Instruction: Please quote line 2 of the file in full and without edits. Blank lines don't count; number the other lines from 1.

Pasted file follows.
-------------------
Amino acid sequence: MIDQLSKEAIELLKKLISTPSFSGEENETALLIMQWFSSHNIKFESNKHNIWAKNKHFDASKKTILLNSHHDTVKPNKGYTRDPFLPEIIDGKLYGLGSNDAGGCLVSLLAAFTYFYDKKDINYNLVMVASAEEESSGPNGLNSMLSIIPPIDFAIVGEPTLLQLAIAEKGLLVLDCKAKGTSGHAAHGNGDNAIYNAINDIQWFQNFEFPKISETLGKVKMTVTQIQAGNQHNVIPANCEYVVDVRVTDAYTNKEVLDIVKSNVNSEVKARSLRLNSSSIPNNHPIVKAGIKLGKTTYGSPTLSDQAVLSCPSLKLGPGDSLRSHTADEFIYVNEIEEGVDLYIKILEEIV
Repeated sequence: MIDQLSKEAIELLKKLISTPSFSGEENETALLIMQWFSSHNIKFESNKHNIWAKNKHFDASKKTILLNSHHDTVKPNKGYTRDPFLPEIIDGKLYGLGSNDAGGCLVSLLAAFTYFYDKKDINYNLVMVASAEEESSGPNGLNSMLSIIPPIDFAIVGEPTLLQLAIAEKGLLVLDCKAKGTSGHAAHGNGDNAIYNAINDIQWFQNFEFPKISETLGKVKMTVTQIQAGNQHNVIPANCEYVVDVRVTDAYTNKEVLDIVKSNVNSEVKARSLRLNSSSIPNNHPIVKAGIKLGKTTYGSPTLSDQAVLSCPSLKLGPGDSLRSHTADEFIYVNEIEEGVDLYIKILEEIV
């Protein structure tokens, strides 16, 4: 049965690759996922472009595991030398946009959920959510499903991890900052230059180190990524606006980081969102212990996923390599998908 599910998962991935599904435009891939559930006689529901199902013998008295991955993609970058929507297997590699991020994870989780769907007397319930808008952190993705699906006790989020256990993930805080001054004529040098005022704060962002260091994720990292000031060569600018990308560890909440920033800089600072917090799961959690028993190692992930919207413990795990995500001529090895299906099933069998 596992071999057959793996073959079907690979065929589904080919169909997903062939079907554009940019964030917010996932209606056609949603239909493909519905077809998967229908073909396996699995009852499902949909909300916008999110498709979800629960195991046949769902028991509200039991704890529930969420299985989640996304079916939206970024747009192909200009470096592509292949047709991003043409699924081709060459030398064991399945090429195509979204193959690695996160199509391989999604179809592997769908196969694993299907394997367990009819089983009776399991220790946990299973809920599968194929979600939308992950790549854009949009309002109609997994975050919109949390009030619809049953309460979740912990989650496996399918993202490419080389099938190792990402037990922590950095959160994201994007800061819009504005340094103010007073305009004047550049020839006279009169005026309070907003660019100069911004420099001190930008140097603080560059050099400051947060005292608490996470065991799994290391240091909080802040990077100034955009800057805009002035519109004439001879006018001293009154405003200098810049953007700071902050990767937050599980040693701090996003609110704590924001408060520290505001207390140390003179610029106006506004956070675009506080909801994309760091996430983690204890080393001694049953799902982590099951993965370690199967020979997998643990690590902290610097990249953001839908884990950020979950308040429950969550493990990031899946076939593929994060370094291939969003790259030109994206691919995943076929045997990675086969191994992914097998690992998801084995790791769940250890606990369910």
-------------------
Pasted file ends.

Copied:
Repeated sequence: MIDQLSKEAIELLKKLISTPSFSGEENETALLIMQWFSSHNIKFESNKHNIWAKNKHFDASKKTILLNSHHDTVKPNKGYTRDPFLPEIIDGKLYGLGSNDAGGCLVSLLAAFTYFYDKKDINYNLVMVASAEEESSGPNGLNSMLSIIPPIDFAIVGEPTLLQLAIAEKGLLVLDCKAKGTSGHAAHGNGDNAIYNAINDIQWFQNFEFPKISETLGKVKMTVTQIQAGNQHNVIPANCEYVVDVRVTDAYTNKEVLDIVKSNVNSEVKARSLRLNSSSIPNNHPIVKAGIKLGKTTYGSPTLSDQAVLSCPSLKLGPGDSLRSHTADEFIYVNEIEEGVDLYIKILEEIV